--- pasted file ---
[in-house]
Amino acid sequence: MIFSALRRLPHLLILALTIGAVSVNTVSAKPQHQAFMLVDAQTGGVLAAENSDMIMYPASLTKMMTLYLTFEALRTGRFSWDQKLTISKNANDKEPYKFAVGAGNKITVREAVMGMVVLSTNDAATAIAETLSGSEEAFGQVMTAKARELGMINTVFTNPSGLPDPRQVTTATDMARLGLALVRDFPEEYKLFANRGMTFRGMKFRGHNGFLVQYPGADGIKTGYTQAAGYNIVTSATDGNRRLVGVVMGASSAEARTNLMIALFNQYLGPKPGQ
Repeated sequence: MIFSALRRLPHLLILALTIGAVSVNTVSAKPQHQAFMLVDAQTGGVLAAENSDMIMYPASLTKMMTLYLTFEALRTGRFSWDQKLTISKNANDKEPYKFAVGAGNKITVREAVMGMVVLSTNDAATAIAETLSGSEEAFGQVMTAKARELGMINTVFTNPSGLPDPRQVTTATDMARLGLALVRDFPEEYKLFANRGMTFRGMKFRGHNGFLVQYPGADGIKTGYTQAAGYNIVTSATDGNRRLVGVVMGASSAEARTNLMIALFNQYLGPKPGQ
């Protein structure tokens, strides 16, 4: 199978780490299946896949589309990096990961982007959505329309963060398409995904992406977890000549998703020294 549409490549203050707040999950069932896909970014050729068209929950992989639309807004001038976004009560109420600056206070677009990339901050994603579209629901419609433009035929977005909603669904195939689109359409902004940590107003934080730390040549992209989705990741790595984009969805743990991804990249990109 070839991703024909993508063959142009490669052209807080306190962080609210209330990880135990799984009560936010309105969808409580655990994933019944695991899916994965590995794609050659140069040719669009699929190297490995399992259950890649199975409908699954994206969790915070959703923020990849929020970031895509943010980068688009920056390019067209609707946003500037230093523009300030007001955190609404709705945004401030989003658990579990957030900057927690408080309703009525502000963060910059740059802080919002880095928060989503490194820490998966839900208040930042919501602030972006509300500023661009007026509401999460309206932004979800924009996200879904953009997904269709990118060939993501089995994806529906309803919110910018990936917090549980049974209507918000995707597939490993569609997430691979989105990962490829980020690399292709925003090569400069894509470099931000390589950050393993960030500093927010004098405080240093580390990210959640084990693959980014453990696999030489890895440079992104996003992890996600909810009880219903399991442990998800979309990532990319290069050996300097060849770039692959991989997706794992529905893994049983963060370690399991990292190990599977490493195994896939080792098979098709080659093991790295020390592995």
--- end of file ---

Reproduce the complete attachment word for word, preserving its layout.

[in-house]
Amino acid sequence: MIFSALRRLPHLLILALTIGAVSVNTVSAKPQHQAFMLVDAQTGGVLAAENSDMIMYPASLTKMMTLYLTFEALRTGRFSWDQKLTISKNANDKEPYKFAVGAGNKITVREAVMGMVVLSTNDAATAIAETLSGSEEAFGQVMTAKARELGMINTVFTNPSGLPDPRQVTTATDMARLGLALVRDFPEEYKLFANRGMTFRGMKFRGHNGFLVQYPGADGIKTGYTQAAGYNIVTSATDGNRRLVGVVMGASSAEARTNLMIALFNQYLGPKPGQ
Repeated sequence: MIFSALRRLPHLLILALTIGAVSVNTVSAKPQHQAFMLVDAQTGGVLAAENSDMIMYPASLTKMMTLYLTFEALRTGRFSWDQKLTISKNANDKEPYKFAVGAGNKITVREAVMGMVVLSTNDAATAIAETLSGSEEAFGQVMTAKARELGMINTVFTNPSGLPDPRQVTTATDMARLGLALVRDFPEEYKLFANRGMTFRGMKFRGHNGFLVQYPGADGIKTGYTQAAGYNIVTSATDGNRRLVGVVMGASSAEARTNLMIALFNQYLGPKPGQ
């Protein structure tokens, strides 16, 4: 199978780490299946896949589309990096990961982007959505329309963060398409995904992406977890000549998703020294 549409490549203050707040999950069932896909970014050729068209929950992989639309807004001038976004009560109420600056206070677009990339901050994603579209629901419609433009035929977005909603669904195939689109359409902004940590107003934080730390040549992209989705990741790595984009969805743990991804990249990109 070839991703024909993508063959142009490669052209807080306190962080609210209330990880135990799984009560936010309105969808409580655990994933019944695991899916994965590995794609050659140069040719669009699929190297490995399992259950890649199975409908699954994206969790915070959703923020990849929020970031895509943010980068688009920056390019067209609707946003500037230093523009300030007001955190609404709705945004401030989003658990579990957030900057927690408080309703009525502000963060910059740059802080919002880095928060989503490194820490998966839900208040930042919501602030972006509300500023661009007026509401999460309206932004979800924009996200879904953009997904269709990118060939993501089995994806529906309803919110910018990936917090549980049974209507918000995707597939490993569609997430691979989105990962490829980020690399292709925003090569400069894509470099931000390589950050393993960030500093927010004098405080240093580390990210959640084990693959980014453990696999030489890895440079992104996003992890996600909810009880219903399991442990998800979309990532990319290069050996300097060849770039692959991989997706794992529905893994049983963060370690399991990292190990599977490493195994896939080792098979098709080659093991790295020390592995």